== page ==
Council is hopeful it will win a grant to cover a large portion of it
Sun Peaks Mountain Resort Municipality (SPMRM) council is moving ahead with the next phase of its water infrastructure plan, having recently set the wheels in motion for the community to borrow $7.6 million for key components of its water infrastructure system.
On March 5, council passed first and second readings at a special council meeting to approve a loan authorization bylaw to secure funding.
The money is needed to service a new $6.5 million water reservoir that is under construction and will sit between Tod Mountain and the top of the Sundance Chair.
Once completed, it will effectively double the community’s water capacity, which is increasingly a point of concern for municipal officials, particularly during peak season.
While this year’s water usage was down approximately 35 per cent below last year’s levels due to the major economic impacts of COVID-19, there is concern that there is not enough water in the system to service users going forward, especially given expansion plans.
“Last year, come March, we were already using a whole bunch of water from Sun Peaks’ snowmaking reservoir to backup the ground aquifer system,” explained SPMRM Mayor Al Raine.
If approved, the new $7.6 million loan would be used for the following: $250,000 to finish the surface water reservoir, $4.5 million to build a new water line to connect the surface reservoir to the water system, $2.5 million for a small reservoir and to serve the Bella Vista Loop system and $100,000 for upgrading two pressure reducing valves.
Raine said council has a major grant application in with the province that would cover the cost of the $4.5 million water line, which will be used to connect the surface reservoir to the water system. SPMRM will hear back from the province on this in late spring or this summer.
The new reservoir for the Bella Vista Loop system will be built above the Lookout Ridge Development and will be used to tie the community’s smaller reservoirs together and properly disperse water.
“That reservoir then becomes part of the complete valley system, in that they’re all tied together, so that we can flow water from the Lookout reservoir to the reservoir that’s alongside Rambler Trail, then down to the reservoir that’s near the school and then down to Burfield,” said Raine.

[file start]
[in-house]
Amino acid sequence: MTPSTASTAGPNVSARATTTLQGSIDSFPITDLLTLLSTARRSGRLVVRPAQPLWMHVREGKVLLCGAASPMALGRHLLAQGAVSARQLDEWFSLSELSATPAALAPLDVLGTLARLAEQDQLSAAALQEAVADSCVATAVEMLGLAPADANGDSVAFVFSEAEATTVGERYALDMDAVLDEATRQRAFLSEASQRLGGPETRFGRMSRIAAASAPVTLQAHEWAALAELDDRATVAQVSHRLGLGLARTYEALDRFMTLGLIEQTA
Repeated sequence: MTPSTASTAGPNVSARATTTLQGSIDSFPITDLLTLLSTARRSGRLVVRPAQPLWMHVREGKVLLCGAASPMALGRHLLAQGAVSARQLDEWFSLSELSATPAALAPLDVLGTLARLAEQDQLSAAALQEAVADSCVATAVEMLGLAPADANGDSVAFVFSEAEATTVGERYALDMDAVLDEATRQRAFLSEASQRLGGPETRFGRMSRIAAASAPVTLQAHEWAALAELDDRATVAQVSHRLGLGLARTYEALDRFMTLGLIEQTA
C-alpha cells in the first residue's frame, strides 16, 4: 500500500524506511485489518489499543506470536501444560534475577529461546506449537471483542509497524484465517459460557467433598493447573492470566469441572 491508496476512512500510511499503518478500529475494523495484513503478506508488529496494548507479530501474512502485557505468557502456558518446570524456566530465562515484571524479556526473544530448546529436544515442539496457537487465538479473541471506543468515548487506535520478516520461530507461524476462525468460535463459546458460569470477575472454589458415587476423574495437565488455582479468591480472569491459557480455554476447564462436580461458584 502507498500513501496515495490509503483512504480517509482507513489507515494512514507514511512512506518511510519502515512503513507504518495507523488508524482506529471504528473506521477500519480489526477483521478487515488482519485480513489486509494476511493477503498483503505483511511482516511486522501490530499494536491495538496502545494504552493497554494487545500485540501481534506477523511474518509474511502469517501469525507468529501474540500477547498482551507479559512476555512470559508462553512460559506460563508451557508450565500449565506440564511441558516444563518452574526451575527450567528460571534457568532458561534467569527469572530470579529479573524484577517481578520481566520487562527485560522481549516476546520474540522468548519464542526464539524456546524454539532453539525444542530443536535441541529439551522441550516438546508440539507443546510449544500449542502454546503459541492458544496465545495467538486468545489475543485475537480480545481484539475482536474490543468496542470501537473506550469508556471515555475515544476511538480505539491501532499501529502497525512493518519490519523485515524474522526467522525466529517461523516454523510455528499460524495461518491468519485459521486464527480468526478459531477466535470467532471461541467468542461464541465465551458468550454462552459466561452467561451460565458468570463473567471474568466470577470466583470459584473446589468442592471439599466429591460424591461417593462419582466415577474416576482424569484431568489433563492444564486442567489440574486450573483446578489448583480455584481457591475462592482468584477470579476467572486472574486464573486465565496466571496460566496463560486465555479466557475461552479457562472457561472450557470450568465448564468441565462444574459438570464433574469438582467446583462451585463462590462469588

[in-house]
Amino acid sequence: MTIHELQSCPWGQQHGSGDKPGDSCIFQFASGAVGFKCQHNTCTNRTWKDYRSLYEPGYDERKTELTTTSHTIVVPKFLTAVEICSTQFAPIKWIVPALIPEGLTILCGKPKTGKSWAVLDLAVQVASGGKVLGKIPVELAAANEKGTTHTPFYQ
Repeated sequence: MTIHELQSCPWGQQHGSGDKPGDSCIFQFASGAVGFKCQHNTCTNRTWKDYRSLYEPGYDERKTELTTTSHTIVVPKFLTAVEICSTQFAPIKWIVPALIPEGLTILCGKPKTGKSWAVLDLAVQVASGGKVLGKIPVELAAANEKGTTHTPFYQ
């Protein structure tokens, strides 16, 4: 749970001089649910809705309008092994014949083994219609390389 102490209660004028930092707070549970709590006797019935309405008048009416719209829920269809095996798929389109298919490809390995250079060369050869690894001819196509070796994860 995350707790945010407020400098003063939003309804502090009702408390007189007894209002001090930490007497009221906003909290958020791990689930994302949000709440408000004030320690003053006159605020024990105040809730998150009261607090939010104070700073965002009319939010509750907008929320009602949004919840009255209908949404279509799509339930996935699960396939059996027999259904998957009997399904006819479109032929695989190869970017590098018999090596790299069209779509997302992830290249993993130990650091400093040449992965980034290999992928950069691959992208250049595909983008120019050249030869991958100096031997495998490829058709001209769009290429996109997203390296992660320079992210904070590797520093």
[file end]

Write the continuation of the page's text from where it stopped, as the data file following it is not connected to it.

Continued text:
Raine added the municipality is hoping to move quickly on the approval process. It would like to apply for borrowing from the Municipal Financing Authority of BC (MFABC) in April 2022.
To apply for the loan, council is required to give one more reading to the loan bylaw, send an application to Victoria for approval, then seek the community’s approval through an alternative approval process (AAP), a mechanism that invites the public to register opposition to a proposal. If 10 per cent or more of eligible electors sign and submit response forms in opposition to the proposed initiative, the local government is required to hold a referendum or develop an alternate course.
The bylaw would then go to the TNRD, which has its own approval process, then back to Victoria, before finally the municipality approaches the MFABC for final approval. The MFABC offers preferential rates for loans for municipalities.
Raine said the council is seeking to fund the majority of the loan and its interest costs through development charges. Council expects development costs to finance at least 75 per cent of the costs of the new loan, with existing homeowners paying the remaining portion.
In February 2020, the municipality introduced a tiered water rate, meaning that households who use above average rates of water pay a premium.
Raine said council is aiming to keep existing homeowners water rates in line with what they are already paying.
“Our hope is that we will be very close,” he said. “Obviously, there’s some inflationary costs, but we’re not looking at any big bump.”
This story was written with files from Brandi Schier.